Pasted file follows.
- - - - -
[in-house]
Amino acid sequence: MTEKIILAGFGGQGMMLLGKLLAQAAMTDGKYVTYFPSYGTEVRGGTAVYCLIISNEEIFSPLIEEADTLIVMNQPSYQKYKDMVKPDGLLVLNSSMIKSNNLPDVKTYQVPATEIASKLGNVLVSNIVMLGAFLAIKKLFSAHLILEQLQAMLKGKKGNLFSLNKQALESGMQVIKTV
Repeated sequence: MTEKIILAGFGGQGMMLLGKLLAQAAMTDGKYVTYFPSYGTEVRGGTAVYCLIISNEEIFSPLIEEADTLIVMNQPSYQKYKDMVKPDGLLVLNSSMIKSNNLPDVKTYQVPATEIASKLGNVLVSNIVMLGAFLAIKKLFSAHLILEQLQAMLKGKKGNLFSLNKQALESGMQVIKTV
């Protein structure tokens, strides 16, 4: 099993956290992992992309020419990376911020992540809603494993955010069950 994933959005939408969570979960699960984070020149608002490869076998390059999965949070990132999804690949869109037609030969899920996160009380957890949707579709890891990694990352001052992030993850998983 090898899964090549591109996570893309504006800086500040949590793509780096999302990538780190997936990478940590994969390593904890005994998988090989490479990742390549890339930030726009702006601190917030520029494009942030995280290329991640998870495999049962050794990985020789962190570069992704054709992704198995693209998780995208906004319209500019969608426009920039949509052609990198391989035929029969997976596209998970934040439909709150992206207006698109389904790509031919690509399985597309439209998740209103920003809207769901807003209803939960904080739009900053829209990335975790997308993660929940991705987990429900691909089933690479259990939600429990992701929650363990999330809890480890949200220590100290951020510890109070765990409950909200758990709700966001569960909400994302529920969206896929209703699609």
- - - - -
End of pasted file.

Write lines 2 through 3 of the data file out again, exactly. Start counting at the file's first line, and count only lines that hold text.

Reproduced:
Amino acid sequence: MTEKIILAGFGGQGMMLLGKLLAQAAMTDGKYVTYFPSYGTEVRGGTAVYCLIISNEEIFSPLIEEADTLIVMNQPSYQKYKDMVKPDGLLVLNSSMIKSNNLPDVKTYQVPATEIASKLGNVLVSNIVMLGAFLAIKKLFSAHLILEQLQAMLKGKKGNLFSLNKQALESGMQVIKTV
Repeated sequence: MTEKIILAGFGGQGMMLLGKLLAQAAMTDGKYVTYFPSYGTEVRGGTAVYCLIISNEEIFSPLIEEADTLIVMNQPSYQKYKDMVKPDGLLVLNSSMIKSNNLPDVKTYQVPATEIASKLGNVLVSNIVMLGAFLAIKKLFSAHLILEQLQAMLKGKKGNLFSLNKQALESGMQVIKTV